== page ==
The earliest reference to a person of Chinese origin in Leicester?

The Chinese Giant

Rummaging in the British Newspaper Archive has churned up a few more gems. Ostensibly seeking more information about Mr On Lee and his ‘Chinese oath’, I stumbled upon a reference to ‘The Chinese Giant’ (aka ‘Chang woo goo’).

‘Chang woo goo’ or Zhan Shicai to give him his accepted name today was, according to Wikipedia, born in Fuzhou, Fujian in 1841. He is said to have stood over 8′ and, having first left China to travel to London in 1865, he later visited Europe, North America and Australia, learning some 10 languages along the way. Lady Chang (aka Kin Foo) – who may or may not have been his wife but was advertised as such – died in 1871. In Australia, he met and married an English woman – Catherine Santley – from Liverpool. They went on to have two sons, Edwin (b. 1877, Shanghai) and Ernest (b. 1879, Paris). In 1878, the family settled in Bournemouth and, in his retirement from ‘entertainment’, Zhan opened a tea and curio shop. In 1893, at the age of 50, Zhan succumbed to ‘a broken heart’, just four months after Catherine died. Wikipedia notes that his coffin measured 8’6″.

Here is a report of Zhan’s visit to Leicester in 1866 [steel yourselves for the inevitable racial and cultural stereotypes that follow]:

VISIT OF THE CHINESE GIANT TO LEICESTER, — Large audiences have been immensely delighted during the fore part of this week, with the levees which have been given twice daily at the Temperance Hall, by the famous Chinese Giant — “Chang woo gow,” of Tychow, “Lady chang,” justly called the small footed Golden Lily of the Flowery land, “Chung Mow,” the Tartar Rebel dwarf, and their suit from the Celestial Empire. “Chang” is undoubtedly the greatest of the party in every respect, whether we allude to his stature, position, learning, or intellect, but whether he is not excelled by “Chung Mow” in the individual estimation of each others greatness, we leave those who have attended the levees to form their own opinions. The former in speech, look, and habit, is quite a gentleman, and presents none of those forbidding sights which one usually expects to find with giants. For his height — nearly 7 feet 10 inches — he is exceedingly well-proportioned, while his walk and movements generally, suffer not in the slightest by his enormous weight of about 25 stones. He moves with the agility and grace of a youth of his age (19), and his manners are so urbane that he wins the golden opinions of all who see him, and who evince[?] great anxiety to cordially shake hands with so *high* a personage. Smaller by many degrees and “beautifully less” is Lady Chang, whose twinkling almond shaped eyes (so peculiar to celestials), seem to rivet the attention of the audience, as they sparkle with delight at the enthusiastic reception with which her lord and master is received by them in his Chinchinings[?]. When seated at the side of him, she seems as much a dwarf as “Chung Mow” in comparison with herself. Of “Chung Mow” we may say that he is a small bundle of fun, and greatly rises[?] the visible faculties of his audiences by his antics, for in his walk he seems more like a ball 30 inches in diameter set on castors than a human form. This entertainment while in Leicester has been a decided success, and we doubt not that there are many in the town who would gladly hail the return visit of so distinguished a party.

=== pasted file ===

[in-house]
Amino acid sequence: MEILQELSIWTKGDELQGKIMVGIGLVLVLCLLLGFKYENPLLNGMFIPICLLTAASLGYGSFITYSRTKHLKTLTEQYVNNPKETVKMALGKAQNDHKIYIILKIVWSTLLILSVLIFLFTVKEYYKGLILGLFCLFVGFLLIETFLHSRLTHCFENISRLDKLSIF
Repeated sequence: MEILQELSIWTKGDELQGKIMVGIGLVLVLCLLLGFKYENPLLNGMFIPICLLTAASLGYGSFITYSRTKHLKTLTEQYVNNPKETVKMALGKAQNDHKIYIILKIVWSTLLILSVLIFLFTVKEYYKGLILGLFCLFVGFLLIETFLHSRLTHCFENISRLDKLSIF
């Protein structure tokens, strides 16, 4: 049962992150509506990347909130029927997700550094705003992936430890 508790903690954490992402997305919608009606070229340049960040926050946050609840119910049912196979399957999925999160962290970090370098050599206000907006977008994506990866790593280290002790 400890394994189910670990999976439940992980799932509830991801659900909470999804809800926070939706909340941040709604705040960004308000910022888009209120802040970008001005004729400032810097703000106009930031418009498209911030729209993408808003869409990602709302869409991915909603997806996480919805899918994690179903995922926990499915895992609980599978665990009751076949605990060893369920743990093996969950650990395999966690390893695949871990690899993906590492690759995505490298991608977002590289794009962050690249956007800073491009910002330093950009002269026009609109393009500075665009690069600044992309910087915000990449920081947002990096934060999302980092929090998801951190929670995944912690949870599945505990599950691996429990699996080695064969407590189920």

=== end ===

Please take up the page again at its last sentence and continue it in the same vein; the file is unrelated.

Anon., The Leicester Mail, Saturday, August 25, 1866 (p.4)

All in all, this is an overwhelmingly positive account of Chang woo goo’s levees [as in ‘formal reception’], and it is striking to note the affection for and apparent joy elicited by this small group of Chinese visitors just a few years after the close of the last Opium War during which British attitudes towards the Chinese reached an all time nadir.*

Nevertheless, what we’re dealing with here is a ‘freak show’ with all the uncomfortable and problematic associations that attend such phenomena. It inevitably puts me in mind of Leicester’s own Joseph Merrick – himself later ‘displayed’ to the paying public – who was just four years old when Chang, Lady Chang and Chang Mow visited the city, and lived in the Wharf Street slum, not more than 10 minutes walk from the Temperance Hall. Incidentally, the Temperance Hall was built by Thomas Cook – yes, he of the travel company fame. Traces of the building still exist but in a very sorry state.


*See Barnes, A. J., 2010, ‘Exhibiting China in London’, in Knell et. al. (eds), National Museums: new studies from around the world (London: Routledge), pp. 386-399.

Image: ‘Chang the Chinese Giant’, c. 1870, via Ralph Repo on Flickr and used under a Creative Commons license.



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